Someone please point this lady to a reputable tenancy attorney ... I told her on the phone this site would be her ticket to getting the needed contacts.

@Lana Ohmes   I would have pointed you to the same company as @Bill S.

http://www.thslawfirm.com

They're the folks I use.

Are there actually landlords renting homes as grow houses for a profit? That is mind blowing to me. 

Originally posted by @Ryan Dossey :

Are there actually landlords renting homes as grow houses for a profit? That is mind blowing to me. 

 I don't know of anybody who is doing that intentionally, but many landlords are finding their garages, basements, attics, sheds, backyards and spare rooms being used for growing.  Like, they aren't advertising "come grow weed here", but it's happening with more and more frequency.

Much like agreeing to take aggressive breed dogs or allowing smoking or renting to felons, a landlord can charge a premium for agreeing to allow such activity if the tenant requests it.

Used to be that landlords would just put "420 friendly" on their ads to let people know they were cool with smoking on the property.  Now you can and probably should advertise exactly how friendly you are, from smoking to full on agriculture operations.

What's really amazing are the warehouses in the city that are being used for full grow operations.  Our main Hiway through town is becoming known as High-25 for the combination of smoking in the cars (which is technically illegal) plus the smell of the plants coming out from the warehouse district.  It's a good time to be a commercial landlord in Colorado.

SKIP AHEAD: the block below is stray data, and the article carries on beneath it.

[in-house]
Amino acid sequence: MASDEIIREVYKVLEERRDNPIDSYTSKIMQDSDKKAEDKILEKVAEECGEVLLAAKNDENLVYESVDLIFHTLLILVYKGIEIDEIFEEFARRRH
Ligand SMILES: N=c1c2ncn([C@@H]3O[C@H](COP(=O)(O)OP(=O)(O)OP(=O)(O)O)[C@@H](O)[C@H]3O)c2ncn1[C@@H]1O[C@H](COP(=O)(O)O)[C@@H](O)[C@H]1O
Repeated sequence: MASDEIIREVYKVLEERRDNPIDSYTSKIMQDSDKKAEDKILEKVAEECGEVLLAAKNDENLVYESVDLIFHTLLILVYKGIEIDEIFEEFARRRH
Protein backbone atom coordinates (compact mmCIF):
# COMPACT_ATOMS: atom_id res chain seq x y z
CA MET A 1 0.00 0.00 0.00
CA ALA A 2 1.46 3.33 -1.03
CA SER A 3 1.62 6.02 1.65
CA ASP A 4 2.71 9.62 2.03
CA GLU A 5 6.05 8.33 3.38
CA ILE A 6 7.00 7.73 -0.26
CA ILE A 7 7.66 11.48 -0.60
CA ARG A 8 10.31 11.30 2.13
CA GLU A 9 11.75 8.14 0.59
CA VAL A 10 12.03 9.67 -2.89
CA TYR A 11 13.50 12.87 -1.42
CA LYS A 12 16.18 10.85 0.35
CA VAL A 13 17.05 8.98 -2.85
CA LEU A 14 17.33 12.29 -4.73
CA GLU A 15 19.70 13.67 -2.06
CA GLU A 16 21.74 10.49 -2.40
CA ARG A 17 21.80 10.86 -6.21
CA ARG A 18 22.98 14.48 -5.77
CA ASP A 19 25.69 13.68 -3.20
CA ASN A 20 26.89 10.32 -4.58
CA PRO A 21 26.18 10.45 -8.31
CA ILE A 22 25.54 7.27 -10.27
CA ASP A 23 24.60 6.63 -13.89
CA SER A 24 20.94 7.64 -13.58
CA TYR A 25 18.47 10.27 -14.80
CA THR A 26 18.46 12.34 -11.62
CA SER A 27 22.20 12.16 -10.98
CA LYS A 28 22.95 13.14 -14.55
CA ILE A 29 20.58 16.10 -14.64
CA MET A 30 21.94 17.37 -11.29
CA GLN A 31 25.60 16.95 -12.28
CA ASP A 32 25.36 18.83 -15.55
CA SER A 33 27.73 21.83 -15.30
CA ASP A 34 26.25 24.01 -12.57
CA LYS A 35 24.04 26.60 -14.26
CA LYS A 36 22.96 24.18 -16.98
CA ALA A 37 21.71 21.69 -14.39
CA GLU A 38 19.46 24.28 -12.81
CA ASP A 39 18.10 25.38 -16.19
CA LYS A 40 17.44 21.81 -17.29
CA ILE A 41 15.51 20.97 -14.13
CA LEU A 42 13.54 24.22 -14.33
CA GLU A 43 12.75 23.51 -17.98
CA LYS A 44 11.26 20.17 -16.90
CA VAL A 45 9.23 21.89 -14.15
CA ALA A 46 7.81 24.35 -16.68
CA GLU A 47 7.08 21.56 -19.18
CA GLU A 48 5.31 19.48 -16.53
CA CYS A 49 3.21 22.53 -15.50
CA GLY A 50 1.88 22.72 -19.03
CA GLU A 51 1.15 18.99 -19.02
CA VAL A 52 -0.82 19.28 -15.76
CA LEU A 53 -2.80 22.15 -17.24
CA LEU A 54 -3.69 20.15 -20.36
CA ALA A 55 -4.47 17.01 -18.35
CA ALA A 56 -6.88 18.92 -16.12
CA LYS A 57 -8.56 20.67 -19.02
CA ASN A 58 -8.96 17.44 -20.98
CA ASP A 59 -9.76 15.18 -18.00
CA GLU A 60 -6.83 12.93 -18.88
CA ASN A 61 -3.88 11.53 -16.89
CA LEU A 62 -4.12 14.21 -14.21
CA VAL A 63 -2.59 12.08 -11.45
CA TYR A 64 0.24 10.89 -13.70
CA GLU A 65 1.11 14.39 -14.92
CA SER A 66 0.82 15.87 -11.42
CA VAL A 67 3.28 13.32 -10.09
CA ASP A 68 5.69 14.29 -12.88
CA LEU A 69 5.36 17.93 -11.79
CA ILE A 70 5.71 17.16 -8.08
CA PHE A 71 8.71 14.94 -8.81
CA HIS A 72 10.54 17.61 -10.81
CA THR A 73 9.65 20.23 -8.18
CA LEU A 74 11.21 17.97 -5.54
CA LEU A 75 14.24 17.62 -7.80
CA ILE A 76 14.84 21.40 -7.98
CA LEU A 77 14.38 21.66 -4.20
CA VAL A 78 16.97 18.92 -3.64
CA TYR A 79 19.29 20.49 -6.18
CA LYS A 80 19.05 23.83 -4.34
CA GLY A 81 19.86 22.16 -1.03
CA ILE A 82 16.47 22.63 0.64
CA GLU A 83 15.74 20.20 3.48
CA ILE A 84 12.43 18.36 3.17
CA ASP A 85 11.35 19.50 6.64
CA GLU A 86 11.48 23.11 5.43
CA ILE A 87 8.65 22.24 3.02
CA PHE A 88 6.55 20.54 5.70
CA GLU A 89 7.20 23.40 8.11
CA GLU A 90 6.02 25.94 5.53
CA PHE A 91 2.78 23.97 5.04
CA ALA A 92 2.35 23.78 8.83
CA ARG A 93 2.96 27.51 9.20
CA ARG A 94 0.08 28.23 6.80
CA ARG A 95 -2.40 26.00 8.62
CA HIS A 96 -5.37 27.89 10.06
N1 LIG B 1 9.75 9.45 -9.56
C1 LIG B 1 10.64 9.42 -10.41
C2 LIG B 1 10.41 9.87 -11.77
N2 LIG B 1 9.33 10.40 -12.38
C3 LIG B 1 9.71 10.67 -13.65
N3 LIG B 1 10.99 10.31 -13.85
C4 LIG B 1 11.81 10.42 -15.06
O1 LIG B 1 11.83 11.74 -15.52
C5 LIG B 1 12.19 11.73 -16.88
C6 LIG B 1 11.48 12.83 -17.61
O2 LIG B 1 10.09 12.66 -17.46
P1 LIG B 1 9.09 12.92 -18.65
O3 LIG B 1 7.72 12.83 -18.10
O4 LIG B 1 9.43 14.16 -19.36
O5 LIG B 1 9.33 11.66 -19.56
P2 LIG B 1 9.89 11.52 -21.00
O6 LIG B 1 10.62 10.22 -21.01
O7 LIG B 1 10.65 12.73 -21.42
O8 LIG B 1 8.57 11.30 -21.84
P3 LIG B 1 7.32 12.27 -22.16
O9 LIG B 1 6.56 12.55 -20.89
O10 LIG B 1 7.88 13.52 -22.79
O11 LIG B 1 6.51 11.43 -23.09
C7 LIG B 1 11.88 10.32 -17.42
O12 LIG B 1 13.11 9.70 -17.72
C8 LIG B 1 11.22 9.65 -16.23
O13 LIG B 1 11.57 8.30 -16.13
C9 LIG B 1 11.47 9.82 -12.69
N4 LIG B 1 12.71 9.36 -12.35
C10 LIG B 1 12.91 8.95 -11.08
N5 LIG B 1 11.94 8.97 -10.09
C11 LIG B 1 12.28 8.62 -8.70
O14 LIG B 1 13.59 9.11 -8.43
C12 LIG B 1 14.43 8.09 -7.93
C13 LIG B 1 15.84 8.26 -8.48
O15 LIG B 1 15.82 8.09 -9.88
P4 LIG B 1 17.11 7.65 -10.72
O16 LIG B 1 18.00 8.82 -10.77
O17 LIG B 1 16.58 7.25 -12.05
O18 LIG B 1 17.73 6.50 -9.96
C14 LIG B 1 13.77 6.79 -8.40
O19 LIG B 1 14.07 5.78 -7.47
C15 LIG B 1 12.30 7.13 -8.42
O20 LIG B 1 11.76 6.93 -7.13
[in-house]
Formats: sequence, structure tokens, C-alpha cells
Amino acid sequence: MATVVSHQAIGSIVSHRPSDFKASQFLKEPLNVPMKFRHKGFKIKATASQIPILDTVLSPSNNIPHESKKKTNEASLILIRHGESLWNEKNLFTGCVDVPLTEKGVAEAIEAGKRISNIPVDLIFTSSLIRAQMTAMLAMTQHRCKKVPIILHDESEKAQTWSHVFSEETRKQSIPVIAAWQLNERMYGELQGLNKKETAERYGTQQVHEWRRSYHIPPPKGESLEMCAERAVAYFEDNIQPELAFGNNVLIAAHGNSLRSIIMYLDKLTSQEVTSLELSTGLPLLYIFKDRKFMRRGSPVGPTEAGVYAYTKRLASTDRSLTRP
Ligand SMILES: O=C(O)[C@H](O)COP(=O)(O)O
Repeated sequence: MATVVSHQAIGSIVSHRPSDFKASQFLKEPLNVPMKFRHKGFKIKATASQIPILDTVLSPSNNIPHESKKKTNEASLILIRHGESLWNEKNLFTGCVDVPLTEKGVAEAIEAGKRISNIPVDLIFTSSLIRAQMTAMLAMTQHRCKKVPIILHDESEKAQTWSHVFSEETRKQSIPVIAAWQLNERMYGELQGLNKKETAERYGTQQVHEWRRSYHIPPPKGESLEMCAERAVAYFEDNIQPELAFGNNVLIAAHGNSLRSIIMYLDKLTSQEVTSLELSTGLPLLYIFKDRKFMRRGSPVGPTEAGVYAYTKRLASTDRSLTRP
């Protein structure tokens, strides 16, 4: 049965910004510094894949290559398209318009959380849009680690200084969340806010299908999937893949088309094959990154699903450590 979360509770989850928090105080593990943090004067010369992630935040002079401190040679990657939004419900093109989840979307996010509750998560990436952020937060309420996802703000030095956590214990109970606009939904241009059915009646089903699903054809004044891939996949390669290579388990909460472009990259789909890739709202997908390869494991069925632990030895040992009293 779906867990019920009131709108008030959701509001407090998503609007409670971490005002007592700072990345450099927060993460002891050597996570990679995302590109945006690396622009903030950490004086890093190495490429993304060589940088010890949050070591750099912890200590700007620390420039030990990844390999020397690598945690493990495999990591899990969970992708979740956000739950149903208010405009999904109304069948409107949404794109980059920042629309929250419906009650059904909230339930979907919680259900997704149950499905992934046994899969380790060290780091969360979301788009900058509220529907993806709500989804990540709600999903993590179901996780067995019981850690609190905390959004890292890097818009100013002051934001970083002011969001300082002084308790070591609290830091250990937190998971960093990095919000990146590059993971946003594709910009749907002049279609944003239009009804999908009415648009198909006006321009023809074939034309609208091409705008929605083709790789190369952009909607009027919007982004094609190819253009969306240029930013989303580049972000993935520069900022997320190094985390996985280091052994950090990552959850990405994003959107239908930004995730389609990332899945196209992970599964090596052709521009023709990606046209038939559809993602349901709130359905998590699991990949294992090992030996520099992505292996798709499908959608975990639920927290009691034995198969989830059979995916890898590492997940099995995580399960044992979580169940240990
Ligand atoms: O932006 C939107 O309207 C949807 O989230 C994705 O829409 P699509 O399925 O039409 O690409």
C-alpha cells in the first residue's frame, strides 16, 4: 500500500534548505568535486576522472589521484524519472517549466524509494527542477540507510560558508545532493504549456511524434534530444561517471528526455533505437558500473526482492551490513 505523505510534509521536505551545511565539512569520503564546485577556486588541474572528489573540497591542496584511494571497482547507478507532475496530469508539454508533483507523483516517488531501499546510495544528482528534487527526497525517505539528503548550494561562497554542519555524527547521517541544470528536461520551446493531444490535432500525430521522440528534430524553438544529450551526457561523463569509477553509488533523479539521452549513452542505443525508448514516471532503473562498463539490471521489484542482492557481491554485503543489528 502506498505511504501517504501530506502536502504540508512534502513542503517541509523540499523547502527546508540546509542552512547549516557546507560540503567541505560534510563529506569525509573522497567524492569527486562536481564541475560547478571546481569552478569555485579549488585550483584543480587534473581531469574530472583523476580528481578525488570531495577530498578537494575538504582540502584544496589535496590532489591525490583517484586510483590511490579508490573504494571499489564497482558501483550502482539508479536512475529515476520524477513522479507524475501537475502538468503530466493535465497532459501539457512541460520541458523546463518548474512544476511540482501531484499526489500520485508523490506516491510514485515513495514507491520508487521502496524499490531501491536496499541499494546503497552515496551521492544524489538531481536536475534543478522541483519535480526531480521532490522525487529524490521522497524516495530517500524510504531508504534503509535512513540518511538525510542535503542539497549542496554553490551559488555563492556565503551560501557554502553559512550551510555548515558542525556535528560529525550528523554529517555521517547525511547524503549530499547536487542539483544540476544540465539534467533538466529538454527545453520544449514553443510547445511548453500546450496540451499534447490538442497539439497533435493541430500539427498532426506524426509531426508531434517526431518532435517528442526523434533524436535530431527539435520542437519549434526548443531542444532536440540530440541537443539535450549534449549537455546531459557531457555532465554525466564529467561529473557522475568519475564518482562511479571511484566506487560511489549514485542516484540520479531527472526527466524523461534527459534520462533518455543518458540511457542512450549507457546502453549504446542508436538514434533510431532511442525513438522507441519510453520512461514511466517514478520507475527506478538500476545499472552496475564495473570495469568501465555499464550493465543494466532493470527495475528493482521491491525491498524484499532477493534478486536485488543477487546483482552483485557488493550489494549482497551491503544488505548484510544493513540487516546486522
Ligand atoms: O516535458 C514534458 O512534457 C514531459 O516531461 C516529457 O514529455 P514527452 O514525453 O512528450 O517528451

Are they bad tenants? Growing is legal in CO and the Feds don't seem to care at all under our current, awesome President. Would you chuck out a renter for having 100 regular indoor plants under the "moisture" headline? As long as electricity isn't included in the rent and they're good tenants why not let them be? OR just legalized and I'm curious to see how folks handle it here. I have an indoor plant clause in my lease about keeping them off the floor.
Originally posted by @Ellie Hanson :
Are they bad tenants? Growing is legal in CO and the Feds don't seem to care at all under our current, awesome President. Would you chuck out a renter for having 100 regular indoor plants under the "moisture" headline? As long as electricity isn't included in the rent and they're good tenants why not let them be? OR just legalized and I'm curious to see how folks handle it here. I have an indoor plant clause in my lease about keeping them off the floor.

Seriously???  The fellow is a bad tenant ... smoking is also legal, but do it in one of our properties and it's cause for eviction.

Lana called me out of the blue this morning (still not sure how my number fell into her hands) and I sent her to BP ...specifically to find Bill and Jon who I was confident would be able to refer her to the right folks to resolve her situation.

 According to the OP, the tenant has turned three of the bedrooms into grow rooms, cut holes in an exterior wall to install ventilation.  Pulled down at least one ceiling.

I would move quickly because growing in a house that isn't built for it can be DEVASTATING with the humidity.  There have been several Illegal grow houses busted by a PD that I know a cop on and he said the place was FULL of mold on almost every surface due to the humidity it ran.  I would move quickly and check your lease!